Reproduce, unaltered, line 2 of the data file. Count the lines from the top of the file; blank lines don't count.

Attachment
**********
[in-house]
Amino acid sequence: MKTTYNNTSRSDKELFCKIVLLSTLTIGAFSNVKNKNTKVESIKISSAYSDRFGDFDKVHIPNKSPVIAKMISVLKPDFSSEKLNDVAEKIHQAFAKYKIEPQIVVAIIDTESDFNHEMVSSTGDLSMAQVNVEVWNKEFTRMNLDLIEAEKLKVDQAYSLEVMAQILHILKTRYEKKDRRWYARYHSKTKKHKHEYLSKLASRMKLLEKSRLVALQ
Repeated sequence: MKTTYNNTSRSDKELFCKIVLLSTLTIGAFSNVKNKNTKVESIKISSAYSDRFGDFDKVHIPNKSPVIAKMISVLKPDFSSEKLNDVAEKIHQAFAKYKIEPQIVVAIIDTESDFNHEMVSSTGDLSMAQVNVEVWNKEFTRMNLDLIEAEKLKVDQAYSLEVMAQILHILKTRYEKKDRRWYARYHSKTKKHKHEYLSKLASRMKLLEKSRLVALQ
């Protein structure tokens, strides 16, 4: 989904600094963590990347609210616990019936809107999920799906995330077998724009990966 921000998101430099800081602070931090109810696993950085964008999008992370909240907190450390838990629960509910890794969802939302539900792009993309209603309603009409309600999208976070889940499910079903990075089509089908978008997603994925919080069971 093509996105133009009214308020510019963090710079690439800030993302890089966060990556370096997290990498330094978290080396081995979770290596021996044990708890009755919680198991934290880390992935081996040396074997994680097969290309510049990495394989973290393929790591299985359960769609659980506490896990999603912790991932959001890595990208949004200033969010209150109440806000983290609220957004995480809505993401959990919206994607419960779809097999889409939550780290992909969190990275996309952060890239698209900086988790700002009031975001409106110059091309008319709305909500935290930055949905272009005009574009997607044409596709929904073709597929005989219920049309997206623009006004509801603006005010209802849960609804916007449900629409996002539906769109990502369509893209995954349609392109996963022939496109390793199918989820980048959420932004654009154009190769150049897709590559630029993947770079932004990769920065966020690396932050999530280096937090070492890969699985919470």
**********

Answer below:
Amino acid sequence: MKTTYNNTSRSDKELFCKIVLLSTLTIGAFSNVKNKNTKVESIKISSAYSDRFGDFDKVHIPNKSPVIAKMISVLKPDFSSEKLNDVAEKIHQAFAKYKIEPQIVVAIIDTESDFNHEMVSSTGDLSMAQVNVEVWNKEFTRMNLDLIEAEKLKVDQAYSLEVMAQILHILKTRYEKKDRRWYARYHSKTKKHKHEYLSKLASRMKLLEKSRLVALQ